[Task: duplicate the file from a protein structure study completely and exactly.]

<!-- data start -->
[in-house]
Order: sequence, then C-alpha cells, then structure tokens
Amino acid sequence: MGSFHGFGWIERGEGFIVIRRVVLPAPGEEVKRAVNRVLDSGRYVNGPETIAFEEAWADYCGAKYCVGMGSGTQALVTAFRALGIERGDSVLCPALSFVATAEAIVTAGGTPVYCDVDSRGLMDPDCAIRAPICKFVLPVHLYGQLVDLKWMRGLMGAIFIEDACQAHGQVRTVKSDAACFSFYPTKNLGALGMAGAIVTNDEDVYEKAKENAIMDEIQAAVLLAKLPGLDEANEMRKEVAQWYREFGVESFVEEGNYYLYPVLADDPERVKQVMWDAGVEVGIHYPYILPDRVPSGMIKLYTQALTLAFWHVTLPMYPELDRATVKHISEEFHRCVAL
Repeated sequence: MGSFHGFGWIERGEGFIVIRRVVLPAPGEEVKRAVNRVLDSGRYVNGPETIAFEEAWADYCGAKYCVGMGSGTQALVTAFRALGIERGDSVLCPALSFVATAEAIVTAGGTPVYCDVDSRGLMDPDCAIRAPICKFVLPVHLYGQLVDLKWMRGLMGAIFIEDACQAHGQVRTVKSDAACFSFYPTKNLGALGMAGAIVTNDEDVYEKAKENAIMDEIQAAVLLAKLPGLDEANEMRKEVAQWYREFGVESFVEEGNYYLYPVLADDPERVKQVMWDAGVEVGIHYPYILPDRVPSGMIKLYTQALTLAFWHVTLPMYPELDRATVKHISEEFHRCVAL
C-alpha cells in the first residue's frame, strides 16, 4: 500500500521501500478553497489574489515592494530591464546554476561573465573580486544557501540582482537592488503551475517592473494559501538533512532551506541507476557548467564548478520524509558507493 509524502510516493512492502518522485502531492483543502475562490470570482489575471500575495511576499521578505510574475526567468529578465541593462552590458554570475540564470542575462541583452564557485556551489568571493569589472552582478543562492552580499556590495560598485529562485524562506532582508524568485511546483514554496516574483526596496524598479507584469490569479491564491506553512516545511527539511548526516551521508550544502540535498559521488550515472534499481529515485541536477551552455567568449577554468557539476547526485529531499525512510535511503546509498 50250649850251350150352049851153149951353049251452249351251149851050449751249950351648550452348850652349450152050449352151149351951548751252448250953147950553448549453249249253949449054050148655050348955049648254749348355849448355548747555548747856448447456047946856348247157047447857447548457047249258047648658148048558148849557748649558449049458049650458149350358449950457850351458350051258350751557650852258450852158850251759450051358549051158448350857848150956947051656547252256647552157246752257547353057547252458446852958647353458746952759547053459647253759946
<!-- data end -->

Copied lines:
[in-house]
Order: sequence, then C-alpha cells, then structure tokens
Amino acid sequence: MGSFHGFGWIERGEGFIVIRRVVLPAPGEEVKRAVNRVLDSGRYVNGPETIAFEEAWADYCGAKYCVGMGSGTQALVTAFRALGIERGDSVLCPALSFVATAEAIVTAGGTPVYCDVDSRGLMDPDCAIRAPICKFVLPVHLYGQLVDLKWMRGLMGAIFIEDACQAHGQVRTVKSDAACFSFYPTKNLGALGMAGAIVTNDEDVYEKAKENAIMDEIQAAVLLAKLPGLDEANEMRKEVAQWYREFGVESFVEEGNYYLYPVLADDPERVKQVMWDAGVEVGIHYPYILPDRVPSGMIKLYTQALTLAFWHVTLPMYPELDRATVKHISEEFHRCVAL
Repeated sequence: MGSFHGFGWIERGEGFIVIRRVVLPAPGEEVKRAVNRVLDSGRYVNGPETIAFEEAWADYCGAKYCVGMGSGTQALVTAFRALGIERGDSVLCPALSFVATAEAIVTAGGTPVYCDVDSRGLMDPDCAIRAPICKFVLPVHLYGQLVDLKWMRGLMGAIFIEDACQAHGQVRTVKSDAACFSFYPTKNLGALGMAGAIVTNDEDVYEKAKENAIMDEIQAAVLLAKLPGLDEANEMRKEVAQWYREFGVESFVEEGNYYLYPVLADDPERVKQVMWDAGVEVGIHYPYILPDRVPSGMIKLYTQALTLAFWHVTLPMYPELDRATVKHISEEFHRCVAL
C-alpha cells in the first residue's frame, strides 16, 4: 500500500521501500478553497489574489515592494530591464546554476561573465573580486544557501540582482537592488503551475517592473494559501538533512532551506541507476557548467564548478520524509558507493 509524502510516493512492502518522485502531492483543502475562490470570482489575471500575495511576499521578505510574475526567468529578465541593462552590458554570475540564470542575462541583452564557485556551489568571493569589472552582478543562492552580499556590495560598485529562485524562506532582508524568485511546483514554496516574483526596496524598479507584469490569479491564491506553512516545511527539511548526516551521508550544502540535498559521488550515472534499481529515485541536477551552455567568449577554468557539476547526485529531499525512510535511503546509498 50250649850251350150352049851153149951353049251452249351251149851050449751249950351648550452348850652349450152050449352151149351951548751252448250953147950553448549453249249253949449054050148655050348955049648254749348355849448355548747555548747856448447456047946856348247157047447857447548457047249258047648658148048558148849557748649558449049458049650458149350358449950457850351458350051258350751557650852258450852158850251759450051358549051158448350857848150956947051656547252256647552157246752257547353057547252458446852958647353458746952759547053459647253759946